Social Skills Training involves children with ADHD working and playing with their peers, parents, and teachers and through this process, it is likely that they will have better control over their symptoms. The Society of Clinical Child and Adolescent Psychiatry (SCCAP) states that using behavioral treatments promotes wanted behaviors and diminished unwanted behaviors. Though there are different forms of social skills training, SSCAP labels this type of training as “Behavioral Therapies” but for the sake of conciseness, for this paper, it will be labeled as “Social Skill Training as these types of behavioral therapies involve social settings. SSCAP lists four different types of social skills training techniques to aid those with ADHD. They are Behavioral Classroom Management, Behavioral Peer Interventions, Behavioral Parent Training, and Modeling (SSCAP). Behavioral Classroom Management is a type of evidence-based therapy which supports a students’ positive behaviors within the classroom meanwhile preventing the negatives behaviors. This in turn increases the child’s academic performance/engagement, (SSCAP). The way this therapy is delivered is by the child’s teacher delivering the treatment by participating in these positive reinforcement interactions. BCM has received unprecedented amounts of empirical support as an effective therapy in treating ADHD, (SSCAP). (Find a study) Behavioral Peer Interventions involves one or more student’s peers providing assistance to their classmate who has ADHD, (SSCAP). The teacher trains the child’s peers to positively reinforce good behaviors and academic performance with various strategies, which include social and academic support strategies. This form of therapy is mostly used in school settings and has shown an immense amount of benefits in academic, social, and interpersonal development, (SSCAP). Following these strategies, the participation in itself has proven effective according to SSCAP. Participation has shown to create a positive influence in regards to peer assisting as it reinforces one’s sense of responsibility and behavioral changes that have become constructive, (SSCAP). Under the umbrella of Peer-Based Therapy, there are peer-based interventions which include Peer Modeling, Peer initiation training, and classroom-wide tutoring, (SSCAP). These interventions aid social skills training in that it allows the child suffering from ADHD to get the social interaction they require without negative drawbacks. Thirdly, another form of social skills training is Behavioral Parent Training which was developed to teach parents how to reinforce desired positive behavior in their children, reduce unwanted bad behaviors, and lastly, improve parent-child interactions, (SSCAP). During this form of therapy, the parent “plays a significant role in the treatment of their child’s behavioral problems/difficulties, (SSCAP). During these therapy sessions, parents learn how to carefully observe their child’s behaviors at their home and they are also taught skills that reward their child’s positive behaviors by using the aforementioned praise, rewards, and positive attention. Parents are also taught methods such as “rule-setting, time-out, and how to ignore unwanted behavior, (SSCAP). This type of social skills training has been empirically validated and supported to be effective in reducing behavior problems, especially children with ADHD. Lastly, modeling is a form of therapy where a therapist uses a non-fearful response to a negative situation/circumstance to promote “imitation in the child or teen, (SSCAP). A study conducted by Jiijina and Slnha researched the short-term effects of a time-bound, structured, parent-assisted social skills training program where the children with ADHD had an age range of 8-12 years old. The study was conducted during the course of eight sessions and was based on Spence’s Social Skill Training method along with multimedia tools. Parents participated in generalization training which was designed to support their children’s transfer of skills. Pre and post-training assessments were performed and it was concluded that results showed that the post training scores were significantly higher. This result suggested that there was a positive short-term effect on the social skills training, (Jijina and Slnha, 2016).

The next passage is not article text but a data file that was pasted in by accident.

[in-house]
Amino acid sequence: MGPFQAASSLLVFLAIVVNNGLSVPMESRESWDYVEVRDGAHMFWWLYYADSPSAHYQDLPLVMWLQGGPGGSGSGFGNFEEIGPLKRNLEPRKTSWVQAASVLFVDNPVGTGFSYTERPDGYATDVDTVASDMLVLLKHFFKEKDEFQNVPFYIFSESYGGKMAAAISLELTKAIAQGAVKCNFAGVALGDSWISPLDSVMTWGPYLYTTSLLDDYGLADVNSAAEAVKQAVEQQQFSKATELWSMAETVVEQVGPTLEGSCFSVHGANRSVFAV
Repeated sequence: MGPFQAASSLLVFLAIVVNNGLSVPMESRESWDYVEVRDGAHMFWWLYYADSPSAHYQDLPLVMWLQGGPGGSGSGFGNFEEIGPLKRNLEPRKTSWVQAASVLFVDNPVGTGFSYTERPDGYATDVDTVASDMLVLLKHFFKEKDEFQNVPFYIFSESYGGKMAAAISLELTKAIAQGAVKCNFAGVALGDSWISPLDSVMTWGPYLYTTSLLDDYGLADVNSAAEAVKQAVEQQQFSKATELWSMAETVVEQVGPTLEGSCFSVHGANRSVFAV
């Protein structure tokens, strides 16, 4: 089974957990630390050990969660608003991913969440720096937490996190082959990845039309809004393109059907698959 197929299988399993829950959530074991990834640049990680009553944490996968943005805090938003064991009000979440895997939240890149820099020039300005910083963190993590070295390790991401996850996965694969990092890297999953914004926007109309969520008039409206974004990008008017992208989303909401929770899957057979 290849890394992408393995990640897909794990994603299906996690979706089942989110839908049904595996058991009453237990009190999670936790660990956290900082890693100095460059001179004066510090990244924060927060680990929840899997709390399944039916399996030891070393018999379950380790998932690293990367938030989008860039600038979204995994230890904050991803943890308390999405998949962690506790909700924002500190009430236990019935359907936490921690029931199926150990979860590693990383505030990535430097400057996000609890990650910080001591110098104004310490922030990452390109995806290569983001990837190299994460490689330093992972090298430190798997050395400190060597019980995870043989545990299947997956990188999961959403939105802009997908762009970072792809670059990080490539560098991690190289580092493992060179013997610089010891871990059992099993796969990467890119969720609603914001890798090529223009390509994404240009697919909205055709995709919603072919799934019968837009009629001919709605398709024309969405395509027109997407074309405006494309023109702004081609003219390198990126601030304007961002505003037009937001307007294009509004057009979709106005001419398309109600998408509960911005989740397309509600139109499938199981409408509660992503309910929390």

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ADHD treatment. (2019, Dec 10). Retrieved from https://papersowl.com/examples/adhd-treatment/